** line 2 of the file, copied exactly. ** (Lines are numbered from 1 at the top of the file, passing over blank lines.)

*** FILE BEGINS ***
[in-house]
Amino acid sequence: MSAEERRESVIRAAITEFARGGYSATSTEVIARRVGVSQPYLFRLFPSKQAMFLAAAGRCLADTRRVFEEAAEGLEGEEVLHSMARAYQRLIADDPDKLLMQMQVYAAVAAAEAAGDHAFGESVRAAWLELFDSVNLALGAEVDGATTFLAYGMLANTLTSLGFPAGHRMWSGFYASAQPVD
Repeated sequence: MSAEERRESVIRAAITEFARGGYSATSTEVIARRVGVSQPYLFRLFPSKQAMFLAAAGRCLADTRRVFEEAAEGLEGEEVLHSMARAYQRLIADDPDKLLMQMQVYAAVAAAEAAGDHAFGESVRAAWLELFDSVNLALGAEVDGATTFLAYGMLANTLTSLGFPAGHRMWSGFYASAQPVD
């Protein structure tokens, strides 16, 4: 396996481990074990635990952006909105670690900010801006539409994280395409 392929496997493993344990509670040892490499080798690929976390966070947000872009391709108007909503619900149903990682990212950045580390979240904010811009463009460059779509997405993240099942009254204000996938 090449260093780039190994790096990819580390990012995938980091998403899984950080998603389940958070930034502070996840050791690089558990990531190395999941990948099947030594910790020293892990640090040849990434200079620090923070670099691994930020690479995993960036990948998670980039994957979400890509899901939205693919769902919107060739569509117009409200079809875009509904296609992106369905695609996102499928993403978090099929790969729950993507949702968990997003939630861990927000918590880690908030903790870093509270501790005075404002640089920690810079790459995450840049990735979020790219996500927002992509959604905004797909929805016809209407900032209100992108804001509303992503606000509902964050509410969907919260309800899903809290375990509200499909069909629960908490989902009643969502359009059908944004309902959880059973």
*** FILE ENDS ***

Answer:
Amino acid sequence: MSAEERRESVIRAAITEFARGGYSATSTEVIARRVGVSQPYLFRLFPSKQAMFLAAAGRCLADTRRVFEEAAEGLEGEEVLHSMARAYQRLIADDPDKLLMQMQVYAAVAAAEAAGDHAFGESVRAAWLELFDSVNLALGAEVDGATTFLAYGMLANTLTSLGFPAGHRMWSGFYASAQPVD